Tamar Herzig, Hebrew University

Witches, Saints and Heretics at the Turn of the Sixteenth Century

19/4/2007

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The witchcraft manual written by the infamous witch-hunter Heinrich Kramer (alias Institoris), Malleus Maleficarum (The Witches Hammer, c. 1487), has often been regarded in modern historiography as the ultimate manifestation of premodern misogyny. Moreover, Kramers infamous diatribe on the female sex in the Malleus has recently been explained as resulting from his acute fear of the remarkable ascendancy of saintly female mystics during the last centuries of the Middle Ages. Drawing on several hitherto-overlooked manuscripts and printed sources concerning the latter part of Kramers inquisitorial career (1487-1505), which attest to his expressed admiration for contemporary Italian sante vive (living saints), this paper challenges the accepted historiographical view. As I show in the first part of the paper, the holy women that Kramer supported Lucia Brocadelli, Colomba Guadagnoli, Stefana Quinzani and Osanna Andreasi were all renowned for their somatic experiences, namely stigmatization, ascetic fasts, and ecstatic raptures. Such experiences had traditionally characterized womens mystical sanctity in the late Middle Ages, but they became increasingly suspect in the course of the fifteenth century. I argue that Kramer consciously attempted to mobilize these central features of medieval female spirituality in his campaign against the supposedly heretical sect of the Unitas fratrum (the Bohemian Brethren) in Moravia at the turn of the sixteenth century. Consequently, the much-reviled misogynist contributed significantly to spreading the reputations for sanctity of four Italian female mystics throughout Europe. In the second part of the paper, I propose that Kramers eulogy of the Italian holy women went hand-in-hand with his earlier insistence on womens inherent propensity toward witchcraft, and suggest a reappraisal of his attitude toward women, witchcraft, heresy and female sanctity.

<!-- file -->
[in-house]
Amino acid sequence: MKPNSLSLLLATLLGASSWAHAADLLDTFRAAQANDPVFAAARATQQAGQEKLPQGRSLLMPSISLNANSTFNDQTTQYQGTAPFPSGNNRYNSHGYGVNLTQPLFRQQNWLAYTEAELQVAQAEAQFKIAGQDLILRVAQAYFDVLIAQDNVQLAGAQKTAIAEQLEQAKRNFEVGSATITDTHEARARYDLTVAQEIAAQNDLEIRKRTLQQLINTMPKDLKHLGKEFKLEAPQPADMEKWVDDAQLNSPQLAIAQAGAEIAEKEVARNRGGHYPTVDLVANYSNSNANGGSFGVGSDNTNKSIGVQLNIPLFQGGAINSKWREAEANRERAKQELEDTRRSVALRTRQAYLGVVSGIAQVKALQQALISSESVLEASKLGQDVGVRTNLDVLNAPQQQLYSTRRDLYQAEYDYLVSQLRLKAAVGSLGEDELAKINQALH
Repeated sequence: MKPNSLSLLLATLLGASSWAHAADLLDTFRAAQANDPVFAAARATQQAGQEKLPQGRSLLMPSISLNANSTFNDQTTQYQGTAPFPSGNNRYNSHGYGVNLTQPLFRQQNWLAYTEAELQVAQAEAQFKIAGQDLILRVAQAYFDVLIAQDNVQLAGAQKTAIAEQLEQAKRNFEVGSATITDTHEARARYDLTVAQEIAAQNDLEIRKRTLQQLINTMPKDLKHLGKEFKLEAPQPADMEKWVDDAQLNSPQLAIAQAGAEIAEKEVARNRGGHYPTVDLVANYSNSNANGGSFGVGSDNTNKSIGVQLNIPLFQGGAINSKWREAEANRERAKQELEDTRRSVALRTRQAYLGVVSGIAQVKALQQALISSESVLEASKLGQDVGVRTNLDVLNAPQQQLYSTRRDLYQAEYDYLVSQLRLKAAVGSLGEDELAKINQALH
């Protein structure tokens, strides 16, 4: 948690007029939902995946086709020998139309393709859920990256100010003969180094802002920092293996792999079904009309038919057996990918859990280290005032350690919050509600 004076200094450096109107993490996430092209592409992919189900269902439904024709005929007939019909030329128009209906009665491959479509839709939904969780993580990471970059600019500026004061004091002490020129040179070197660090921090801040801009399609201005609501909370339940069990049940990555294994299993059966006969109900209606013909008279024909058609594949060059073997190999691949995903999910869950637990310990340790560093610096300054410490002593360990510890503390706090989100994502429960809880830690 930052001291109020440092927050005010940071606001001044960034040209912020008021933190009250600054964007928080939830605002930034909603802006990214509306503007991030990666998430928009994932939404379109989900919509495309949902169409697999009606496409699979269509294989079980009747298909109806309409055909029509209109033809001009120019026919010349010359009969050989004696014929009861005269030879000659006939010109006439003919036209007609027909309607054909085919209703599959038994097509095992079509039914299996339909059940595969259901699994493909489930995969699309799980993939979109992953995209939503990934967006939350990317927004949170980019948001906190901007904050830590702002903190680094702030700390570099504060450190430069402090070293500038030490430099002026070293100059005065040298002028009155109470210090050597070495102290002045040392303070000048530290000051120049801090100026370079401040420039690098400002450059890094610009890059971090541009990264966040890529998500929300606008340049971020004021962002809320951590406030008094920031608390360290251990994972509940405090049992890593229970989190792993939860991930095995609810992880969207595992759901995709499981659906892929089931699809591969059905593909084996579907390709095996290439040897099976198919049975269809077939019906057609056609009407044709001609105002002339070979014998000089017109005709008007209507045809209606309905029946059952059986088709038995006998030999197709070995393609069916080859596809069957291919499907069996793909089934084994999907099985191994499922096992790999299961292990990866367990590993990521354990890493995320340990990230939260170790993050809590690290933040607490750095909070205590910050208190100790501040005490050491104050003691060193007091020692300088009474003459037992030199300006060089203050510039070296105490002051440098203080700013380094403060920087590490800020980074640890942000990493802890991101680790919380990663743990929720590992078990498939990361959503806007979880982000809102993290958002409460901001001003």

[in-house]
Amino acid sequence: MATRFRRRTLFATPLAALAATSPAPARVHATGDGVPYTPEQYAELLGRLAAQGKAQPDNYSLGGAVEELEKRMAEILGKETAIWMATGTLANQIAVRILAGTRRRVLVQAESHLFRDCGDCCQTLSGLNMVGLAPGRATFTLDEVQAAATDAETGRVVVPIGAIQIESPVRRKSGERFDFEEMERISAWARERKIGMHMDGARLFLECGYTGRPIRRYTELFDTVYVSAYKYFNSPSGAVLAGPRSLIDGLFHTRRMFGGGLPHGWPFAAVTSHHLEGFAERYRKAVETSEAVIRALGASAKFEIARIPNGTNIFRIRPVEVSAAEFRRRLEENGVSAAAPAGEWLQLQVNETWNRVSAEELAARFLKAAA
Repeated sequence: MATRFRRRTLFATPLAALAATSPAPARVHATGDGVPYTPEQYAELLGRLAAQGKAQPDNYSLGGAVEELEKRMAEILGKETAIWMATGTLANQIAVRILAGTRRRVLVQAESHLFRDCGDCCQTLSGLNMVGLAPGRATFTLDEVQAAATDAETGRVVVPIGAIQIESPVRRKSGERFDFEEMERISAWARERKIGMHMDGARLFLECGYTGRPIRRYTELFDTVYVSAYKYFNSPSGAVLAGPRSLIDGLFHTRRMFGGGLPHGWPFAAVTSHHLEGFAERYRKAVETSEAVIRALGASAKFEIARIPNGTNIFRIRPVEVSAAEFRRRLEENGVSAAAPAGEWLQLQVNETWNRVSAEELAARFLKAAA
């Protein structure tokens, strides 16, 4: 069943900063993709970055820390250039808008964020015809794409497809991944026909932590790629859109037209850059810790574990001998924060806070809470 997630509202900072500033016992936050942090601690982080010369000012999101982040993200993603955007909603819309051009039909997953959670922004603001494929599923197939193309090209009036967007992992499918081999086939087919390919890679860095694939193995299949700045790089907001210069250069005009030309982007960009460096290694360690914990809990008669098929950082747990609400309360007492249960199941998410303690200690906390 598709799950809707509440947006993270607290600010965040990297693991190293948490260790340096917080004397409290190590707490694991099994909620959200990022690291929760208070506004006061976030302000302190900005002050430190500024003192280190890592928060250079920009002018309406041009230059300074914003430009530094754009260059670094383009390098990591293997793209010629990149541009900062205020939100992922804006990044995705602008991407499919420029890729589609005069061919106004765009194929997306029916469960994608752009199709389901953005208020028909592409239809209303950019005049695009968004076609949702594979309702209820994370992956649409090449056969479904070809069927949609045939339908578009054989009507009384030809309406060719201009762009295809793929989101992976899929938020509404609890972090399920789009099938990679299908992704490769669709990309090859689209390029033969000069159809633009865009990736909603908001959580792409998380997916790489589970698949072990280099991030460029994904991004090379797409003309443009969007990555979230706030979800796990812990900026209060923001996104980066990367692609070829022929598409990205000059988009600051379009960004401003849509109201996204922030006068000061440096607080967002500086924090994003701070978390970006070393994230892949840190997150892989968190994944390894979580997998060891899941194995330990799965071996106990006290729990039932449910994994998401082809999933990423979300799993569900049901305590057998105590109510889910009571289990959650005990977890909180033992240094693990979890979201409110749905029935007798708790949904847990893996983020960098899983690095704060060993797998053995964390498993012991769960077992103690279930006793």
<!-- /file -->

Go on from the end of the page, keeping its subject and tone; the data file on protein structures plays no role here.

:

Nancy Caciola, Discerning Spirits: Divine and Demonic Possession in the Middle Ages (Ithaca: Cornell University Press, 2003), chap. 6 ("Testing Spirits in the Effeminate Age"), pp. 274-319.
Call no. BR253.C33 2003
or:
Ga'bor Klaniczay, "Miraculum and Maleficium: Reflections Concerning Late Medieval Female Sainthood," in Problems in the Historical Anthropology of Early Modern Europe, ed. Ronnie Po-Chia Hsia and Robert W. Scribner (Wiesbaden: Harrassowitz, 1997), pp. 49-73.
Call no. GN17.3.E85P76 1997

 

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